Monday, 3 Oct 2022

Prince George tipped to lead very different Royal Family infused with a ‘bit of celebrity’

Jeremy Vine says it 'seems unusual' seeing Prince George in suit

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Over the decades, the monarchy has demonstrated an ability to adapt to the changing times and modernise itself. Former royal butler Grant Harrold argued differences can be seen from one generation to another and pointed out as an example how Prince Charles has more of a “traditional side to him” than his eldest son.

He told OK! magazine: “William has totally been brought up in the image of his mother and father.

“Likewise, Charles was brought up in the image of his parents and has a traditional side to him.”

As a result of this slow but constant evolution, Prince George may find himself leading a Firm with a touch of “celebrity” in it, Mr Harrold said.

He explained: “Going down another generation, to Prince George’s time, I think the Royal Family will be completely different to what it is now.

“In the next 30 years, I think it will be a very different monarchy.

“I think it will be a lot like the Royal Family in Monaco where people respect them but they have a bit of celebrity to them, too.”

The pomp and ceremony will remain a staple of the future Firm, the commentator believes, but some aspects of the royal etiquette and protocol may be dropped.

He added: “We might see more hugs, fist bumps and casual conversations.”

Prince William and Kate have often ditched protocol during their engagements.

Most recently, the Duke happily hugged the Lionesses following their victory in the Women’s Euro final at Wembley Stadium, despite members of the Royal Family are not expected to be touched more than with a handshake.

Mr Harrold’s remarks come a few months after it was claimed the Cambridges are planning to rip up the royal rulebook when the Duke accedes to the throne.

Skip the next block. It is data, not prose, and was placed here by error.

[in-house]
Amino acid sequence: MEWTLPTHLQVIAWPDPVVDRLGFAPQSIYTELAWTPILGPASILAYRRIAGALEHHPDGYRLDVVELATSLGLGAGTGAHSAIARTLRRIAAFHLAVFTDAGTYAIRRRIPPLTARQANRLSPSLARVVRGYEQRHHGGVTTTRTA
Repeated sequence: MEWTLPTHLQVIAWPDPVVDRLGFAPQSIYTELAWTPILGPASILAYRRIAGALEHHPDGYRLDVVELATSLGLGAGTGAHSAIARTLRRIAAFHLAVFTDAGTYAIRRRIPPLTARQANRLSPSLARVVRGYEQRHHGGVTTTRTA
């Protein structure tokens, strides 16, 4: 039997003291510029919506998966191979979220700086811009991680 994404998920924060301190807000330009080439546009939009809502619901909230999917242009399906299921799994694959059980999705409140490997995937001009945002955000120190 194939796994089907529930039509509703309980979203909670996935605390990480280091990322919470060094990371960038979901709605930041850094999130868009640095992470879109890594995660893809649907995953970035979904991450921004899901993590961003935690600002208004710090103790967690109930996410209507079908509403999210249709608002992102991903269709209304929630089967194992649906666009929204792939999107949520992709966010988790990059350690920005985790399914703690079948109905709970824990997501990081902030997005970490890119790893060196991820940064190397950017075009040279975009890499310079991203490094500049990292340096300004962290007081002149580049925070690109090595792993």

One report published in May claimed William and Kate will want to be addressed in a more informal fashion – by name rather than their full titles.

While on duty, formalities such as curtsies and bows will no longer be part of the mandatory behaviour their hosts and guests should follow, it was also claimed.

A source told the Sunday Mirror: “They want to be more approachable, less formal, less stuffy and break away with a lot of the tradition.

“So now it’s more ‘Wills and Kate’ instead of the Duke and Duchess of Cambridge… ‘Just call me Wills’ type of thing.

“They want to try to avoid the bows and curtsies in public, be more approachable, less formal, less stuffy, and break away with a lot of the tradition and focus on a modern monarchy.”

These changes were motivated in particular by the Cambridges’ tour to three Caribbean islands in March, which featured a few missteps and formalities reminding of the colonial era.

As third-in-line to the throne, Prince George will one day follow his father on the throne and lead the Firm and the country.

His siblings Princess Charlotte and Prince Louis are expected to support him as working royals.

Despite their young age, the children are slowly introduced to the concept of royal duties.

Prince George and Princess Charlotte in particular have already reached several important milestones as members of the Royal Family.

In December 2019, they carried out their first royal walkabout, meeting fans in Sandringham after attending the Christmas Day service.

In March, they attended together a poignant memorial service dedicated to Prince Philip alongside most members of the Firm.

And during the Platinum Jubilee bank holiday weekend, the siblings travelled for the first time to Wales to meet local royal well-wishers marking the Queen’s historic reign, in what became their first official visit to Cardiff.

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